aging, warfarin, atrial fibrillation, antiplatelet agents, stroke, novel anticoagulant, atrial appendage occlusion
The increasing prevalence of stroke, with an estimated annual cost of $71.5 billion, has made it a major health problem that increases disability and death, particularly in patients with atrial fibrillation. Although advanced age and atrial fibrillation are recognized as strong risk factors for stroke, the basis for this susceptibility are not well defined. Aging or associated diseases are accompanied by changes in rheostatic, humoral, metabolic and hemodynamic factors that may contribute more to stroke predisposition than rhythm abnormality alone. Several thromboembolism-predisposing clinical characteristics and serum biomarkers with prognostic significance have been identified in patients with atrial fibrillation. Although anticoagulation decreases the risk of thromboembolism, management in the elderly remains complex due to major concerns about bleeding. New anticoagulants and nonpharmacologic strategies are helpful to reduce the risk of bleeding, particularly in older-elderly patients. Herein, we review the pathogenesis and management of select issues of thromboembolism in the elderly with atrial fibrillation.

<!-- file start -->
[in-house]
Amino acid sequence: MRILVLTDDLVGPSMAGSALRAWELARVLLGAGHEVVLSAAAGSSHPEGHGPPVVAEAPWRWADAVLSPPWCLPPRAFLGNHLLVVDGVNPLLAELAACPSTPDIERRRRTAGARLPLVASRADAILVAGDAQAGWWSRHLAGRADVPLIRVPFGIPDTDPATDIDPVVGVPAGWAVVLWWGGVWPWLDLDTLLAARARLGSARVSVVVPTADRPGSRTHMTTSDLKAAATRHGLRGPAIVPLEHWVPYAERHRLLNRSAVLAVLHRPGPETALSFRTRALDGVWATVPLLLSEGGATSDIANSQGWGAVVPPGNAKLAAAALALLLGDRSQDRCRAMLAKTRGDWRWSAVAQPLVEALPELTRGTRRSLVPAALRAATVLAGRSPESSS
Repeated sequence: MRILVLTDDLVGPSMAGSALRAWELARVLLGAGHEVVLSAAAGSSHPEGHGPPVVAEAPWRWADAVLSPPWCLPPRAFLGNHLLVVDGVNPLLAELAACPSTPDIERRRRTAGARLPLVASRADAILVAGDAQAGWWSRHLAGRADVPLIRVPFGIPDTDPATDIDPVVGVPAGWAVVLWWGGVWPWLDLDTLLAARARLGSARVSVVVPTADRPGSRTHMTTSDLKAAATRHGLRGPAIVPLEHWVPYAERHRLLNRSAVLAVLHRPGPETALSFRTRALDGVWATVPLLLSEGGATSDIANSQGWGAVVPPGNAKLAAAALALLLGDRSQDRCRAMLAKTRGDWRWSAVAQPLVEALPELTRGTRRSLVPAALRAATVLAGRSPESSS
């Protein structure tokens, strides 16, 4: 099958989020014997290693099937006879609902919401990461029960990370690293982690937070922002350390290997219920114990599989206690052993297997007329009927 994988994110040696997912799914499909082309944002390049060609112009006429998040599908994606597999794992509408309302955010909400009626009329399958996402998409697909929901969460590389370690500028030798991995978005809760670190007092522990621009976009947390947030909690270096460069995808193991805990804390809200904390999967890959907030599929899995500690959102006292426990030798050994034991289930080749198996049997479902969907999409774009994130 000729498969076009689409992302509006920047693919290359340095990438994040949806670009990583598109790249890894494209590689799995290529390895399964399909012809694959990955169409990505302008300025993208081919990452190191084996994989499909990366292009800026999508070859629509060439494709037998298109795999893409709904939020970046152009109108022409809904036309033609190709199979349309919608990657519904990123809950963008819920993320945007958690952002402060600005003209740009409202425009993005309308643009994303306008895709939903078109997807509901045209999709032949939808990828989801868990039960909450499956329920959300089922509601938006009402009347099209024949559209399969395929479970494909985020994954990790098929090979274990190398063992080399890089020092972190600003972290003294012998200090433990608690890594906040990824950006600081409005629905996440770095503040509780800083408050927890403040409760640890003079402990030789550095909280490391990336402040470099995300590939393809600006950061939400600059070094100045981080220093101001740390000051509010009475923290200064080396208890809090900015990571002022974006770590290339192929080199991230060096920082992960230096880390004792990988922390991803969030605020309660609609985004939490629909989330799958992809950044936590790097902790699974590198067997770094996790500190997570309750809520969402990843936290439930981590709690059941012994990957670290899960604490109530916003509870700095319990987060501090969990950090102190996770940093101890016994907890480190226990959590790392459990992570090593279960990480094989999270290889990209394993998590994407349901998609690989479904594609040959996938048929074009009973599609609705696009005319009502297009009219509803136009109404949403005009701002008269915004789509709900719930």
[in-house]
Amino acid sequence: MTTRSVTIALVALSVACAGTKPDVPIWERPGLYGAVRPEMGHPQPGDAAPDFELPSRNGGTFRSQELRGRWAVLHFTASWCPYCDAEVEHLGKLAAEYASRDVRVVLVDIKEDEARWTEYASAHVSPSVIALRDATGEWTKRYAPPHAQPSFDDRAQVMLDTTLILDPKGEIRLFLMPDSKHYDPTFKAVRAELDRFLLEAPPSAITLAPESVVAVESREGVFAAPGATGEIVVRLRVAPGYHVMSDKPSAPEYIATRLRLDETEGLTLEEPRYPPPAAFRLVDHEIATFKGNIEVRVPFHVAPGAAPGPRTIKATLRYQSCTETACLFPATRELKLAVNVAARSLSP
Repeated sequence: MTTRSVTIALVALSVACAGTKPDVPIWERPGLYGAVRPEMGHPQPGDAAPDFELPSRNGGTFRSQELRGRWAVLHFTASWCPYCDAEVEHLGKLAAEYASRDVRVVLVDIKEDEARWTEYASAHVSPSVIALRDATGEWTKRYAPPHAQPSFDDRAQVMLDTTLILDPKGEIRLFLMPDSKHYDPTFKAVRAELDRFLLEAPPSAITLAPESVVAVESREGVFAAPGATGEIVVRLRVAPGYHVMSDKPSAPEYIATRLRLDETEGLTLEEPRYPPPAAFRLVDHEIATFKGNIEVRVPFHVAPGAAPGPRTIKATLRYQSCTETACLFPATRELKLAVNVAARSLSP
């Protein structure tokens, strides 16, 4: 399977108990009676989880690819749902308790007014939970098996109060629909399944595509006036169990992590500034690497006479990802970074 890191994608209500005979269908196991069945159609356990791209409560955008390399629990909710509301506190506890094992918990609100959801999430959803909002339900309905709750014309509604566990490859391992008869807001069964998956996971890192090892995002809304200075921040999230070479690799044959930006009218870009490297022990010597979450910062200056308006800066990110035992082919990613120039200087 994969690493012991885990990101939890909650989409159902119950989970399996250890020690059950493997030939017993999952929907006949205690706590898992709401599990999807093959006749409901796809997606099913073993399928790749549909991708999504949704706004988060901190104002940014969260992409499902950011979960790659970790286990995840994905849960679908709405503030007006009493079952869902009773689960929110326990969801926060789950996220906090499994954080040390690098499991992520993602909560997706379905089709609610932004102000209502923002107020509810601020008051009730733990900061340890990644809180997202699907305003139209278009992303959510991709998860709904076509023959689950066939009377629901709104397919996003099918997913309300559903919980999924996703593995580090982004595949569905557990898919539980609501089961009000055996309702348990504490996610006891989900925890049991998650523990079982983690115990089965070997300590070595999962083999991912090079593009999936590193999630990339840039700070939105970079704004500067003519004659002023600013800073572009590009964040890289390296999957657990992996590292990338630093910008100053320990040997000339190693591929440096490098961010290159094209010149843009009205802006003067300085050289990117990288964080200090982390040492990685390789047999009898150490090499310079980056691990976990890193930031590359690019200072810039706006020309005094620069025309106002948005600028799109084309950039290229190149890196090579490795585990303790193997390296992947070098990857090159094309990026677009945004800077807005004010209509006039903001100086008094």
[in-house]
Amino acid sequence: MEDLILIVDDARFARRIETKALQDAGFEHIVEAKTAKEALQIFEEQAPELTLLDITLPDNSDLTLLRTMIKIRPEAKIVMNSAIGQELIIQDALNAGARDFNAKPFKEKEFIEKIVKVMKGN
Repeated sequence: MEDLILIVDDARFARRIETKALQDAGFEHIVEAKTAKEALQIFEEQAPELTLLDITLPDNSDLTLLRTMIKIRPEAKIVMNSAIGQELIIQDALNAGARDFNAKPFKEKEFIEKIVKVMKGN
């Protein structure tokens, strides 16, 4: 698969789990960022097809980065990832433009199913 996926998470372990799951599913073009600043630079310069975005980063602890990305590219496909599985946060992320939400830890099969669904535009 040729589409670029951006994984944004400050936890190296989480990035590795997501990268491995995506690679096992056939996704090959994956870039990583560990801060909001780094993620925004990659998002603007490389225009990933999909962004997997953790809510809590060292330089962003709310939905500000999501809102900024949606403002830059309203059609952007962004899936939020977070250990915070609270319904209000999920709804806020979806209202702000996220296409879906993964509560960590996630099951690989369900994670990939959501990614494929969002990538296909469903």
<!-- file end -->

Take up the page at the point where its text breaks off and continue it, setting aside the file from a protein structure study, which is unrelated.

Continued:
Dang G, Jahangir I, Sra J, Tajik AJ, Jahangir A. Atrial fibrillation and stroke in elderly patients. J Patient Cent Res Rev. 2016;3:217-29. doi: 10.17294/2330-0698.1409
July 12th, 2016
October 10th, 2016